Written by Sylvia Denice
Hoosier-famous for his role on the Crispus Attucks High School basketball team in the 1950s, the first ever all-African-American high school basketball team to earn an Indiana state title, Oscar Robertson is a consistently popular Famous Hoosier Wax Museum figure among students. “He was a great basketball player,” fourth-grader Adrion explained. Adrion played the role of Oscar Robertson in this year’s Famous Hoosier Wax Museum. Oscar Robertson moved on from Crispus Attucks to college and an NBA basketball career in Cincinnati. In 1980, Oscar Robertson was inducted into the Basketball Hall of Fame.
Adrion was inspired to research Oscar Robertson for his Wax Museum project because of their shared interest in basketball. “I wanted to act out Oscar Robertson as a basketball player,” he stated. Adrion recognized a gamut of skills he practiced and gained through the Famous Hoosier Wax Museum project, from interpersonal to presentation to research skills. “I felt like I did a great job. I was making eye contact, and I still remember my notes that I wrote down,” Adrion recalled.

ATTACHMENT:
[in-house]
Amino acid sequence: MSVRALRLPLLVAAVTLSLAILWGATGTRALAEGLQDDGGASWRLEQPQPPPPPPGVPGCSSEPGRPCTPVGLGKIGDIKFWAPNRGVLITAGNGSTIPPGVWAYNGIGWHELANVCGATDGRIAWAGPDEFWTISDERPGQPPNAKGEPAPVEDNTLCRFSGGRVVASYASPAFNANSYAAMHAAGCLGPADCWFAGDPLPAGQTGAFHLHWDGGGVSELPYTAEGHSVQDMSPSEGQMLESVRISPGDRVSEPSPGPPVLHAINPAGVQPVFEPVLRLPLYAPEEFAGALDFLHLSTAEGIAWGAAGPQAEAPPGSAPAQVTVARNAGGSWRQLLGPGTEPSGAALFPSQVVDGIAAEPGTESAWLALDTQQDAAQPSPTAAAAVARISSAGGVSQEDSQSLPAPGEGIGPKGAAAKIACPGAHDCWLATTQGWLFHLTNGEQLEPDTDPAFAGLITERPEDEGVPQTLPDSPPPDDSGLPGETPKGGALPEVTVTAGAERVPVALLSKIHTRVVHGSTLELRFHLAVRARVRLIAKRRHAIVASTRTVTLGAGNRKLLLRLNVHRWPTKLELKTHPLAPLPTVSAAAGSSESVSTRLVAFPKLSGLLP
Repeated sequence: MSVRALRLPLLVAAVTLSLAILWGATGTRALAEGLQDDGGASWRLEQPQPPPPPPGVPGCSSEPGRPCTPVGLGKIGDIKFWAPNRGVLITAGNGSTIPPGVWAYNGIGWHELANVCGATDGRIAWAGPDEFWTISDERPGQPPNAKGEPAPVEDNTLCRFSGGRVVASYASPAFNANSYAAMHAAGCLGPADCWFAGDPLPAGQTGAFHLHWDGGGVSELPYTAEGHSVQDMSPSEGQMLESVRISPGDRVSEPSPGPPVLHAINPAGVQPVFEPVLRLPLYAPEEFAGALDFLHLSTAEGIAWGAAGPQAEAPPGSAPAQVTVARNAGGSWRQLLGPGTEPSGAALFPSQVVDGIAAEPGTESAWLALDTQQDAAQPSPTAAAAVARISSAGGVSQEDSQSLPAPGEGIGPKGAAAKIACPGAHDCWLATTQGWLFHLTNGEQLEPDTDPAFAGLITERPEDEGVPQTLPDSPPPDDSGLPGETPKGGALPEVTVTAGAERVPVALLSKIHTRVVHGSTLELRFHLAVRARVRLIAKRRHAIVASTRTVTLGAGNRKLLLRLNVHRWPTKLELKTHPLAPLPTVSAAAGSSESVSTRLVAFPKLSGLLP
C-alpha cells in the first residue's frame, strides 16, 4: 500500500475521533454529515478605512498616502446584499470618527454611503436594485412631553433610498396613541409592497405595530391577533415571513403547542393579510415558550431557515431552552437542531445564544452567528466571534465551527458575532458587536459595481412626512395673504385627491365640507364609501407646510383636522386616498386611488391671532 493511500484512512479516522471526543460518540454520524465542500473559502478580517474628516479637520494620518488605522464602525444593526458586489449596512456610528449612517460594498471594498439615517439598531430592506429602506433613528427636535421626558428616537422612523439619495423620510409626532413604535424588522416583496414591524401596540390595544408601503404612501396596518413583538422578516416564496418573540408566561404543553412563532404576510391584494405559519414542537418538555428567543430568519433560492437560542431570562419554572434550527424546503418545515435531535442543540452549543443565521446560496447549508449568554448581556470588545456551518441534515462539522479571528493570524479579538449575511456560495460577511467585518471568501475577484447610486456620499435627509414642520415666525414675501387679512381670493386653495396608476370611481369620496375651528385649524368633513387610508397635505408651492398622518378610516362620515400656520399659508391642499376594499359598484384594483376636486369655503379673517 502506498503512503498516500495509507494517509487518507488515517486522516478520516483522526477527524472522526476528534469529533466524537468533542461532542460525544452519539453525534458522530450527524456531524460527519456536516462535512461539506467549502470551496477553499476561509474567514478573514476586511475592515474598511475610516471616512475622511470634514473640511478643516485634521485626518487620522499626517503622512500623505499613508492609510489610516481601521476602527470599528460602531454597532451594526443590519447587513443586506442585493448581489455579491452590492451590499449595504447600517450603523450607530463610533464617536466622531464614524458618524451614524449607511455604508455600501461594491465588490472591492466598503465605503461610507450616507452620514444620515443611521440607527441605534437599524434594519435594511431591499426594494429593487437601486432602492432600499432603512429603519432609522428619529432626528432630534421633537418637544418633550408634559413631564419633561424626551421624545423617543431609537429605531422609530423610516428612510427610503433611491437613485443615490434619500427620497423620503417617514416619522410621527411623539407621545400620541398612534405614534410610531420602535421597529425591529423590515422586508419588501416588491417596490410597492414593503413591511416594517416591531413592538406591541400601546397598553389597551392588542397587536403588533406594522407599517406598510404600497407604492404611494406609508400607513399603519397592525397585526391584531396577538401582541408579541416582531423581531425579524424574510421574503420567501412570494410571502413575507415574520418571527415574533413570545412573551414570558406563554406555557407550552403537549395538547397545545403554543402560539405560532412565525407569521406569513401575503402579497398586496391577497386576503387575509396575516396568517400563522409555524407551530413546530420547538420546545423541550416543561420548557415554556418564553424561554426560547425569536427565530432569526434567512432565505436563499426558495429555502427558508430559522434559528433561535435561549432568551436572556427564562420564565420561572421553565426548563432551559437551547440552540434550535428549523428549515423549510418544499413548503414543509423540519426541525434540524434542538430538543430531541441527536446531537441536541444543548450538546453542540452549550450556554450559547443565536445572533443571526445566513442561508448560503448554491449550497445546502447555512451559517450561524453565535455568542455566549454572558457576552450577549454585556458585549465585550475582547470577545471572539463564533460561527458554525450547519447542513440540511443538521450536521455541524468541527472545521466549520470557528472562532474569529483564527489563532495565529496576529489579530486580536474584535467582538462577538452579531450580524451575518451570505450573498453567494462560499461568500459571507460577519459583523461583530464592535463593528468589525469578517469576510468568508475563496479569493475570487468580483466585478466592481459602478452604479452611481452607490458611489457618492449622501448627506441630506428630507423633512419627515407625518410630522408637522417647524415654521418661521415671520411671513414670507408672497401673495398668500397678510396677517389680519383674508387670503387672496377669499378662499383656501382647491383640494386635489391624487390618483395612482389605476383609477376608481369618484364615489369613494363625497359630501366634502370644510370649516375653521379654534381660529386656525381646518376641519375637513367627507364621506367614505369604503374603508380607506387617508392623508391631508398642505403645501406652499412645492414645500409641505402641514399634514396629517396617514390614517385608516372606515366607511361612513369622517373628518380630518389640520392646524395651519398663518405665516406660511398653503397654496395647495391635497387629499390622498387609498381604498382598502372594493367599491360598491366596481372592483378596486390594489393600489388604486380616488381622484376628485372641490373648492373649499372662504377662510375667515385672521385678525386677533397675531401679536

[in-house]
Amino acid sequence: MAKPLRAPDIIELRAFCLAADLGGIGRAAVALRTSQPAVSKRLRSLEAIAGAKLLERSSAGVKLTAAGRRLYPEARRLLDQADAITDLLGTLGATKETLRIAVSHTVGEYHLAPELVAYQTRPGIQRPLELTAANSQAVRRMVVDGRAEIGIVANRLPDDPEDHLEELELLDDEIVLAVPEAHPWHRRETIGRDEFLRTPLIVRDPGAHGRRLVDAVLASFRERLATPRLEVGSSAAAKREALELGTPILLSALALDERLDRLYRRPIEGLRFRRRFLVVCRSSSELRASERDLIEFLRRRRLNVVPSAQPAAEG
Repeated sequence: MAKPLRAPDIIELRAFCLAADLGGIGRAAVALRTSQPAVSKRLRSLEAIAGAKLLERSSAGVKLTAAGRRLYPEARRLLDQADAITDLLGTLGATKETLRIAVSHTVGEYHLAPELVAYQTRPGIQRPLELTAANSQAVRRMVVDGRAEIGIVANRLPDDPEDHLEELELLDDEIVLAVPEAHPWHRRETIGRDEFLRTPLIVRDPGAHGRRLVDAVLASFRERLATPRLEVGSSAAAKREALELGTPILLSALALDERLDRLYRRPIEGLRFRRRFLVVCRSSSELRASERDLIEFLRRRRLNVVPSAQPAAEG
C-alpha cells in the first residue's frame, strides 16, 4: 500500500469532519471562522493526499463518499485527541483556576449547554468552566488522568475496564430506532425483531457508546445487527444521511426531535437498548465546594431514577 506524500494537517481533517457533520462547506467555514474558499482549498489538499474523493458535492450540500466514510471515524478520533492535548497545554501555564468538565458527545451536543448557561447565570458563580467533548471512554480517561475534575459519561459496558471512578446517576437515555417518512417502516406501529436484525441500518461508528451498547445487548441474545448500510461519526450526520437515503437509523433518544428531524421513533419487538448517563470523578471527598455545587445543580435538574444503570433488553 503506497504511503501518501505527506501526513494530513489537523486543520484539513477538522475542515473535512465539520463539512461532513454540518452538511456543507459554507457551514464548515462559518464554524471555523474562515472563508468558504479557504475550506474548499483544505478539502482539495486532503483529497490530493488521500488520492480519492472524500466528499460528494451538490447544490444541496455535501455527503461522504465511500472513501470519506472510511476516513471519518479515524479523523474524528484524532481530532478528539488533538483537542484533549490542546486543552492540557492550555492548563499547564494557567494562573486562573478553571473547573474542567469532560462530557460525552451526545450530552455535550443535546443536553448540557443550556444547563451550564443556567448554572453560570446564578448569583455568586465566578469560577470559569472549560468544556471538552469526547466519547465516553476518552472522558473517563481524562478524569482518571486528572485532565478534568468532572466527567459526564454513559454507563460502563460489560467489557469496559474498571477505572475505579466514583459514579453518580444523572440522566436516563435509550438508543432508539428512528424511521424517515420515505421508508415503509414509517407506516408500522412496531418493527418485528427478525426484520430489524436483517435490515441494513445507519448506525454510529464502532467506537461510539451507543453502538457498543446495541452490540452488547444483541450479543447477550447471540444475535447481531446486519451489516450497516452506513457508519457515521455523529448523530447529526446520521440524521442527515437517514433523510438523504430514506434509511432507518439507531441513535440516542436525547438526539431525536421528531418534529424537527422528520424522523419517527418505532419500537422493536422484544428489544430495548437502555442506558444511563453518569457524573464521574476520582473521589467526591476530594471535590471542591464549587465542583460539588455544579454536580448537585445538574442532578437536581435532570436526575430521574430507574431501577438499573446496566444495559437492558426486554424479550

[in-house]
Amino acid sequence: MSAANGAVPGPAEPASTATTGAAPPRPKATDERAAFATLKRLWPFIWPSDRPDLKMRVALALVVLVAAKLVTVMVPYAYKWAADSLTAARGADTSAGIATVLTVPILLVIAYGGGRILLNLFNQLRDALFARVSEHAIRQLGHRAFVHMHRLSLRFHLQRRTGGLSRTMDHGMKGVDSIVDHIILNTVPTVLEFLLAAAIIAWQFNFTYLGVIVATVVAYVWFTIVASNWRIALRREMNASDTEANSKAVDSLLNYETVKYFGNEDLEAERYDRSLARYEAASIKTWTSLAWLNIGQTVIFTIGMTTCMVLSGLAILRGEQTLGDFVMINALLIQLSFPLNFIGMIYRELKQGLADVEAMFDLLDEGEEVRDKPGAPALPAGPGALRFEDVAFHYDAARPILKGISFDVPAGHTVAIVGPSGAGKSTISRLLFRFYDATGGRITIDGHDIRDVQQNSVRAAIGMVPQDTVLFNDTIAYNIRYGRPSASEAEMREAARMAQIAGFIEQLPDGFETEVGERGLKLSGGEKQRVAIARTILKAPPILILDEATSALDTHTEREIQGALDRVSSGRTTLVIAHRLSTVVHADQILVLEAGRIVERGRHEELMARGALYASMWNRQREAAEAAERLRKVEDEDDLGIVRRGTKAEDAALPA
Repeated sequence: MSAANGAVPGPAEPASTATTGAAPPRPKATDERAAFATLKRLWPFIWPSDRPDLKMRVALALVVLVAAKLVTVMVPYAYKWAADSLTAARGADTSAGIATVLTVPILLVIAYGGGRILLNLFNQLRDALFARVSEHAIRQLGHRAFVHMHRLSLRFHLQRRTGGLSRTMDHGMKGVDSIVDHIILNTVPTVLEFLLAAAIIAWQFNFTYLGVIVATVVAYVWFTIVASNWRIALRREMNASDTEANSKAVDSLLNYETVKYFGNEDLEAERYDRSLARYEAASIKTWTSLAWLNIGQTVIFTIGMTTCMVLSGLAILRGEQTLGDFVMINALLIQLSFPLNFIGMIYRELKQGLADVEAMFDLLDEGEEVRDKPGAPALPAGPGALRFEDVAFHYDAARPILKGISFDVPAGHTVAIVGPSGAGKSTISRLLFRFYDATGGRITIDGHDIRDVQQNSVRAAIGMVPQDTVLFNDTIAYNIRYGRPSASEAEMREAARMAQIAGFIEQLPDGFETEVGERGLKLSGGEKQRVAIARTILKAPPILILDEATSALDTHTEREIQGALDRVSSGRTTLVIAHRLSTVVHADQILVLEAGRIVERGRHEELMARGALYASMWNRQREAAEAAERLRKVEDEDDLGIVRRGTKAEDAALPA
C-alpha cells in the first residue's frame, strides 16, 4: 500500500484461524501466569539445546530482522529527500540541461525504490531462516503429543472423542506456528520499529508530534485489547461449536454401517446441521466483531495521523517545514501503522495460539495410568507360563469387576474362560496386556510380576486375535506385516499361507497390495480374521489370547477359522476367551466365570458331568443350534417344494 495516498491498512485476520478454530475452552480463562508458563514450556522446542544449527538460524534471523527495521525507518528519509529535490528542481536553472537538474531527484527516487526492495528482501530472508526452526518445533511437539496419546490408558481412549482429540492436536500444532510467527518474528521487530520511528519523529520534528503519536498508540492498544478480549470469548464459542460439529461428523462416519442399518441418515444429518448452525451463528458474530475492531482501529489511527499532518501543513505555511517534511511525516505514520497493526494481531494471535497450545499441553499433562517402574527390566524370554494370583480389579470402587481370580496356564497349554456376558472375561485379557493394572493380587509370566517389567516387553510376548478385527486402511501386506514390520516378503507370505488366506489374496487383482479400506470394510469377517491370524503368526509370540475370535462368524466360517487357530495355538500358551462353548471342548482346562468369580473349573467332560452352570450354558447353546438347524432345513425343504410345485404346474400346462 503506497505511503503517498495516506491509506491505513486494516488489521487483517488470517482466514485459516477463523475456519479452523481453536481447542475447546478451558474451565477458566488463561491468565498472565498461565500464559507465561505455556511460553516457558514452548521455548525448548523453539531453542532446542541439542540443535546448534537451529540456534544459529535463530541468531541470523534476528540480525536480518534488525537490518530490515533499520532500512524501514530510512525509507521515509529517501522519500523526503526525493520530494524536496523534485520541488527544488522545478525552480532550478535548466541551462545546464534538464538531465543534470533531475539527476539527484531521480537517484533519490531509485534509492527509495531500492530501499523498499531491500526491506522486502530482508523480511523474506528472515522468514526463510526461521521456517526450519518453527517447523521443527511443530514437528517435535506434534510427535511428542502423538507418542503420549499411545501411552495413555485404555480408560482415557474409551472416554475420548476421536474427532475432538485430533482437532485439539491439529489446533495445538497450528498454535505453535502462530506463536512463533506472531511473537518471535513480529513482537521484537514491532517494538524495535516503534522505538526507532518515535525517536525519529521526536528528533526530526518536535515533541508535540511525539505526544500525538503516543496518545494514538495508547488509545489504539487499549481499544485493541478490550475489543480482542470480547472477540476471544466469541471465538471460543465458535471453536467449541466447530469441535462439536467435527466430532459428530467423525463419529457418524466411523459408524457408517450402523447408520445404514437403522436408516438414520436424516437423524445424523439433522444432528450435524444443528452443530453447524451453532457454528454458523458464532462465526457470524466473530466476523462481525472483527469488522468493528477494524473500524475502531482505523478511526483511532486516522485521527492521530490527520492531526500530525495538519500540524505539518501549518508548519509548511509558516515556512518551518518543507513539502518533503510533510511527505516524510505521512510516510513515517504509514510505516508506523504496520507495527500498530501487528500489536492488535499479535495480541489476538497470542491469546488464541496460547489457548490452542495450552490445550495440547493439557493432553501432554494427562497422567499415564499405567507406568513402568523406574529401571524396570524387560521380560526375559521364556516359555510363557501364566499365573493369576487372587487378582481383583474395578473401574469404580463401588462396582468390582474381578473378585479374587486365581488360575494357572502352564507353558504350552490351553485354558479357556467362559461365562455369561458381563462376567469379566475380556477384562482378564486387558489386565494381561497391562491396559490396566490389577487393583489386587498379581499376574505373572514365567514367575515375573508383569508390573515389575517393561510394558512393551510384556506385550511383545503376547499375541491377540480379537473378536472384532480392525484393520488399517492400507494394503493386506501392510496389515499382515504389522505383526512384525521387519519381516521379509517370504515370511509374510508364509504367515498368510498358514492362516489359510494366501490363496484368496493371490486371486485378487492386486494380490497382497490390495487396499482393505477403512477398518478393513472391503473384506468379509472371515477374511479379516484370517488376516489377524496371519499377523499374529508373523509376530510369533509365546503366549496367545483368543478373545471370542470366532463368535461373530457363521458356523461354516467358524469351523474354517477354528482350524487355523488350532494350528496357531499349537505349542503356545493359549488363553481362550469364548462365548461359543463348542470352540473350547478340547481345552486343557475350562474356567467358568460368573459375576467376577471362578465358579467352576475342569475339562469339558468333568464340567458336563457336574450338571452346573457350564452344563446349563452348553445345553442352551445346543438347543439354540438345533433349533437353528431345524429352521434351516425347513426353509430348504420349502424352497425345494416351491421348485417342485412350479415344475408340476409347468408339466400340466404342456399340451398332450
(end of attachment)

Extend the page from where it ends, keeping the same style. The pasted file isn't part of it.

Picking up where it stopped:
Adrion revisited his project on Oscar Robertson in the midst of our classroom community celebration of Black History Month this February. Learning and education were evident in Adrion’s reflection on the experience, as he shared skills he was able to nurture and develop in the process. When asked what Black History Month means to him, Adrion emphasized there were “African-American people that used to not be able to go to schools, and now they can.” Adrion’s experience made it clear that the Famous Hoosier Wax Museum invoked invaluable insights beyond the state history in the social studies standards.